Most of the adult readers I know in daily life don't read fantasy or science fiction much, if at all. I get it. It can be an acquired taste. Still, some books don’t deserve to be written off as too weird or unrealistic because of a little magic. Besides, these days it seems like fantastic elements are part and parcel of novels that avoid being banished to the genre ghetto.
Kate Atkinson, Helene Wecker, Rachel Cantor, are just a few of the writers of literary fiction who integrate fantasy-like elements into their stories. Why shouldn’t genre boundaries be just as porous in the other direction? There are many fantasy novels that would easily appeal to a much broader group of readers if the jacket copy and cover design were hidden by brown paper wrappers.
What distinguishes books with breakout potential from others that may never transcend their niche, as much as fantasy aficionados love them? In many cases it comes down to a set of characters that readers can identify with, empathize with; individuals they can root for or against. What would Lord of the Rings be without Frodo, or Sam, or Gollum? Would Game of Thrones be a success without Tyrion, Arya, Bran, Jon Snow, or even Joffrey? Wizards, dragons, and magic aside, it is the actions and fates of characters that fuel the kind of devotion and passion that are behind communities and fandoms that persist for decades.
With his debut, The Emperor's Blades, the first volume in the Chronicle of the Unhewn Throne, Brian Staveley shows he's vying for, and capable of, writing fantasy that has the ability to attract readers who say, "I don't usually like fantasy novels, but you have to read..." It's not without flaws, but this page-turner introduces a cast of characters we care about and a world, that while different from ours, is familiar and detailed enough to feel plausible.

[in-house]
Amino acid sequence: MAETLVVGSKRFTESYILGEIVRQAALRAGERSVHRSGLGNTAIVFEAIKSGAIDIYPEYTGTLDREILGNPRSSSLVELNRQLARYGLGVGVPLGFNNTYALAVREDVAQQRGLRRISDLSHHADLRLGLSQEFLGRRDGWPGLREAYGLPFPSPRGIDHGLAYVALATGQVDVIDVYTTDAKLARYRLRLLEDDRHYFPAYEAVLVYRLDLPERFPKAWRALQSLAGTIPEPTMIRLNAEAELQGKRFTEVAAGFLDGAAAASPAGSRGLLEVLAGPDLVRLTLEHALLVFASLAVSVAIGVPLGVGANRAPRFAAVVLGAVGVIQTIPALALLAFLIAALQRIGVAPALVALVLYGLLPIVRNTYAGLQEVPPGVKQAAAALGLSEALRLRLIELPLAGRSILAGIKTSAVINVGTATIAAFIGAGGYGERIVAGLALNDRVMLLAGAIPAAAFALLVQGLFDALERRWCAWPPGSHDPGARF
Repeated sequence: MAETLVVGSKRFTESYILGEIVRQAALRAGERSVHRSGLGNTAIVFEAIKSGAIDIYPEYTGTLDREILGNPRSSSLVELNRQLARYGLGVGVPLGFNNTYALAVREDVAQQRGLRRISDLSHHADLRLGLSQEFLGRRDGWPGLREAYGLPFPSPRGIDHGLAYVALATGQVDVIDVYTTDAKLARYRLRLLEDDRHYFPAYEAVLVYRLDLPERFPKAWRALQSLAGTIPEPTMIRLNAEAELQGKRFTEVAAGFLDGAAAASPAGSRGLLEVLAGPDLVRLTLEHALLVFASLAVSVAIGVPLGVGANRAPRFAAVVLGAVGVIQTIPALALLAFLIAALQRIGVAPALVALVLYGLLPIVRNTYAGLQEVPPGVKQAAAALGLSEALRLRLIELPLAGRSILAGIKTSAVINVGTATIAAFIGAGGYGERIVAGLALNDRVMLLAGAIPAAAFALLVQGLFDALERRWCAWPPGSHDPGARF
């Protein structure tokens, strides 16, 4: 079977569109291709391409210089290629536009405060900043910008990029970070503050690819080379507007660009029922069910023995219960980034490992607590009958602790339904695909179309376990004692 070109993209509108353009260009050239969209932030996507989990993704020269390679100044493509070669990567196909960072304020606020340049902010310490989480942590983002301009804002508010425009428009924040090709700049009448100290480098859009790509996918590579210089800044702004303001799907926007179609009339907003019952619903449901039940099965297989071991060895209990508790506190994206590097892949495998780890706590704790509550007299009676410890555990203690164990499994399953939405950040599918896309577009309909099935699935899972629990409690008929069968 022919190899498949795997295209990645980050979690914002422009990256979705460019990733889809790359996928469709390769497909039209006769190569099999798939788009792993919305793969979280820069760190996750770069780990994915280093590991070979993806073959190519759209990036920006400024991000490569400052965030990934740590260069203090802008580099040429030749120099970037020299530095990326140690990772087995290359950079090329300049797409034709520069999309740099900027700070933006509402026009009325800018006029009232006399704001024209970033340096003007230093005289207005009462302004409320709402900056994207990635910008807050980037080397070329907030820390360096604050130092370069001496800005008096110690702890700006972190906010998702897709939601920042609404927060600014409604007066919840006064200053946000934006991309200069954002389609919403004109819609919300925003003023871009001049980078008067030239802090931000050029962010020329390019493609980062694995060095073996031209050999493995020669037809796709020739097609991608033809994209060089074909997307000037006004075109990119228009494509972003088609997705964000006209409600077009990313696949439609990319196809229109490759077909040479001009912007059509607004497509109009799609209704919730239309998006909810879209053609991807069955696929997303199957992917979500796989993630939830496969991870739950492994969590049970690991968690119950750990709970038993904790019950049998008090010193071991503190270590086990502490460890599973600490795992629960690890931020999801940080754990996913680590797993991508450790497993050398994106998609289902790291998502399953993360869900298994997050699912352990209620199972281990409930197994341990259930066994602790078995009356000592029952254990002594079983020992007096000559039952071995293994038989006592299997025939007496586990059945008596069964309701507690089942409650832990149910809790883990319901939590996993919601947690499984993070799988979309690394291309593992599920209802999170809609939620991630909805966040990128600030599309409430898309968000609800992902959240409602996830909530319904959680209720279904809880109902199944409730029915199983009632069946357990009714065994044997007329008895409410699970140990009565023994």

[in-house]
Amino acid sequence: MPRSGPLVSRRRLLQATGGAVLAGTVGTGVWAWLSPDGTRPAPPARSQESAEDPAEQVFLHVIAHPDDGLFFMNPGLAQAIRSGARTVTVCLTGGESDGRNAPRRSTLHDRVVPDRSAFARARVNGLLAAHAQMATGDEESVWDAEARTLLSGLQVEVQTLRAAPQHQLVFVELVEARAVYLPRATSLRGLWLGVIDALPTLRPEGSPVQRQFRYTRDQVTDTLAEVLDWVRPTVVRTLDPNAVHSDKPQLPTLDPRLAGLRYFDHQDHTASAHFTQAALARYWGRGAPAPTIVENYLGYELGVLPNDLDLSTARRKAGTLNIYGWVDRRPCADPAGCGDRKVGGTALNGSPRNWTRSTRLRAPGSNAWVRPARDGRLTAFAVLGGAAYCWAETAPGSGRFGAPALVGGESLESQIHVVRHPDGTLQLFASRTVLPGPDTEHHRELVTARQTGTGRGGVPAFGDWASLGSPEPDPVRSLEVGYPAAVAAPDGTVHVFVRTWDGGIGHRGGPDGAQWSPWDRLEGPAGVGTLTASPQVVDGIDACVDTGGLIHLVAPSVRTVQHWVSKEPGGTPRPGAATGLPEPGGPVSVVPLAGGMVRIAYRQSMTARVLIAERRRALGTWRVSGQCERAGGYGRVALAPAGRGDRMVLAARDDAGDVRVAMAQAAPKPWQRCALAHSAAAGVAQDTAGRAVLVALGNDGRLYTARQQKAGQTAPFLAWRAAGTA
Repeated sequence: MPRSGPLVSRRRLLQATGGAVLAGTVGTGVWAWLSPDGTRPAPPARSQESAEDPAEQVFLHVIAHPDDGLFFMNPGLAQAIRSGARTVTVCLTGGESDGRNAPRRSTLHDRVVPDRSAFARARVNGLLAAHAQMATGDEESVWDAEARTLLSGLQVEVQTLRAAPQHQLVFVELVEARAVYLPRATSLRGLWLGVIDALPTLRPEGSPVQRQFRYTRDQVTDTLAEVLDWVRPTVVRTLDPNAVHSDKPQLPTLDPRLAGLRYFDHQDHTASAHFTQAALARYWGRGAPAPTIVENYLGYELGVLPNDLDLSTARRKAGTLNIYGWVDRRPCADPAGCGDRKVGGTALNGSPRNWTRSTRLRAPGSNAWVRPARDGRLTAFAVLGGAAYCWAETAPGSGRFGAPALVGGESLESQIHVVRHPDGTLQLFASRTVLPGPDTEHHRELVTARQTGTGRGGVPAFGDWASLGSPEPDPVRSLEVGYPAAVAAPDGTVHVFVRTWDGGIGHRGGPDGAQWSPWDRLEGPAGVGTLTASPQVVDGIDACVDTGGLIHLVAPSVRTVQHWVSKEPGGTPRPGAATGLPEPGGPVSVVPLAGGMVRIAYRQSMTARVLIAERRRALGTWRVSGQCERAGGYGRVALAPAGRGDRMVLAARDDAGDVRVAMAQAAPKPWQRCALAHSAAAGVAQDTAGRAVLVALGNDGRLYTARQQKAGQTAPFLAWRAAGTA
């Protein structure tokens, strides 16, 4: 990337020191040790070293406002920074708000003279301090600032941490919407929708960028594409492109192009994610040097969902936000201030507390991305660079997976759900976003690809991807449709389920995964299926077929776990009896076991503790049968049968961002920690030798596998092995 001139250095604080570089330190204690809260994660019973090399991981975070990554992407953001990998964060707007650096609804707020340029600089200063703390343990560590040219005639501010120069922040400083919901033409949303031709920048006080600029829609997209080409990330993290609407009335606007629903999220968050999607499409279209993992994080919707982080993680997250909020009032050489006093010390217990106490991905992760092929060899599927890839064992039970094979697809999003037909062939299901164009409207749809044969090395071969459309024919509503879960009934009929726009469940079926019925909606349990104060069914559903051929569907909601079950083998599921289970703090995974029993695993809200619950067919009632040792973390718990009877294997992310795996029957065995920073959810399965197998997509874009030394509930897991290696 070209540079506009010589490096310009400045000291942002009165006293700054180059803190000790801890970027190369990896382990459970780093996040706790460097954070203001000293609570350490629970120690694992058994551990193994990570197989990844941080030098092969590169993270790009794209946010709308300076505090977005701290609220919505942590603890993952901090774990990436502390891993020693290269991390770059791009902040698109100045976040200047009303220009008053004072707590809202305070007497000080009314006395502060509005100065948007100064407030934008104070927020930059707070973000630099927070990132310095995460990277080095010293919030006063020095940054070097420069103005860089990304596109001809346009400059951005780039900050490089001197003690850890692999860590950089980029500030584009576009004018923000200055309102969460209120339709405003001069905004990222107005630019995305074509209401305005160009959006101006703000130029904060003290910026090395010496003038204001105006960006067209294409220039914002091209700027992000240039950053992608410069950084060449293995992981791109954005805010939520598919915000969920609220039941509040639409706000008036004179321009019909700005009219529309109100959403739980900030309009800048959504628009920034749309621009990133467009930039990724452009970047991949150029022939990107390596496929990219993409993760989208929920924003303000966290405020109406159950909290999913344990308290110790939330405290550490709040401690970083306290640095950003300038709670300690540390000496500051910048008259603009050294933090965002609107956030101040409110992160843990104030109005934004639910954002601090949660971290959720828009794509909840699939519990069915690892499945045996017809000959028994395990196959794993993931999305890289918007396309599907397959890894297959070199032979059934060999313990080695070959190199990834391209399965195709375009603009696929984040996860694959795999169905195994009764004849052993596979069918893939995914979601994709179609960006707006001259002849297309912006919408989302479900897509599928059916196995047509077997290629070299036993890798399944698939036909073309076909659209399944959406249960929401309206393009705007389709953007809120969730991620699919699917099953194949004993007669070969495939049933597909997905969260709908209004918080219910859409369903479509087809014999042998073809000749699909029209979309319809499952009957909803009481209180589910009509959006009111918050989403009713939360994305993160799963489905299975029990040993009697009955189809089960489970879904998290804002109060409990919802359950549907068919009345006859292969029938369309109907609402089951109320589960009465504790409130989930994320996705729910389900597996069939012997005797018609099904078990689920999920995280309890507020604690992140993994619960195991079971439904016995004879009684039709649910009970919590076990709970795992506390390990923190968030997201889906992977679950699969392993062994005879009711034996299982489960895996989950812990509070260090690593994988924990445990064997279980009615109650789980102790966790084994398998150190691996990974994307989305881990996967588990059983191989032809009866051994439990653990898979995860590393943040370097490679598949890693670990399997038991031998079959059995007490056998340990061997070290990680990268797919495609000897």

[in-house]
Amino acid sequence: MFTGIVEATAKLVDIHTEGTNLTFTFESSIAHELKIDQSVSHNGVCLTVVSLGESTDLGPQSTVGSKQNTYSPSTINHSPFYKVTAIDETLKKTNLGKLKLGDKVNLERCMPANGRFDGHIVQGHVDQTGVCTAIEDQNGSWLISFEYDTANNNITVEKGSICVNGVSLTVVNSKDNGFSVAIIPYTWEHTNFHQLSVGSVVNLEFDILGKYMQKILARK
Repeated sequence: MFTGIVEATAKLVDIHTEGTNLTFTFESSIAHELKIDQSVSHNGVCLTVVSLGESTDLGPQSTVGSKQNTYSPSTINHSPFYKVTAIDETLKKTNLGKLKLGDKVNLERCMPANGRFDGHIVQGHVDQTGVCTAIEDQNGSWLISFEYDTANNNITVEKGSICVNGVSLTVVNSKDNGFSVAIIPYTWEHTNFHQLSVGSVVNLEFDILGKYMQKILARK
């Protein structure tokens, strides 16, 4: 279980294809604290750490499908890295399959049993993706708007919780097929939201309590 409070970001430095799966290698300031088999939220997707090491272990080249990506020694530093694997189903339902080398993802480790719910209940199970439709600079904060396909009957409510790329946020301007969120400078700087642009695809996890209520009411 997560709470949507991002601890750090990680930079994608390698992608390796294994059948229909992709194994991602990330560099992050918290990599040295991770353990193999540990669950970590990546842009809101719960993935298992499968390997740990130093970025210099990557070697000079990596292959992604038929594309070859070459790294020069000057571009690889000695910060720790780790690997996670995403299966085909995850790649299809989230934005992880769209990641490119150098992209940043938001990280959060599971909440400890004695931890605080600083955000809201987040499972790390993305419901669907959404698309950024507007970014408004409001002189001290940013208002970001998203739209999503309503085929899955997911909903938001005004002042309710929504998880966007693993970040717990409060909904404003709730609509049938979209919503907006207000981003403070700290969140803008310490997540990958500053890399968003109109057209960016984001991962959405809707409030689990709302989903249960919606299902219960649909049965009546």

The opening gambit is familiar -- a murdered king leaves behind a daughter and two sons. Can the heir to the throne and his siblings live long enough to insure their family's dynasty continues? Familiarity isn't, in this case, a harbinger of cliché. For one thing, this is a not a fantasy world built on the framework of Western European history and legend. Instead the world of Annur is infused with strong Asian religious and mythic influences making the book a refreshing change after a steady diet of fantasy novels built around Norse and Celtic influences.* Staveley's Annurian empire is also home to diverse characters from a variety of ethnic and racial backgrounds that, and at least in this first book, seem to be accepting of differences in skin color. Prejudice does exist, but is reserved for individuals, called ‘leaches’, who develop the ability to channel magic in the presence of a specific and individual amplifier. We meet a few leaches in the course of the story and some deserve the fear and hatred their magic engenders, while others are feared and mistrusted without reason.
A poet by background, Staveley writes crisp prose that rarely turns florid – I did note a couple of ‘gibbous moons’ giving off ‘argent light’ which made me raise an eyebrow since these turns of phrase that stood out as odd given the rest of the book’s phrasing.
The story is compelling and despite its length, the pages fly past and the book doesn’t feel too long. Well-placed details and effective world specific slang add the final touches that make this well-trodden fictional ground feel newly paved.
While the question of who is behind the plot to overthrow the ruling dynasty hovers, shadow like over The Emperor's Blades, the book is less concerned with political machinations than with dramatizing the process by which the protagonists of this epic fantasy are forged and tempered -- they are the Blades of the title after all -- into young adults with the capabilities that will allow them to unmask and face their enemies in later novels in the sequence.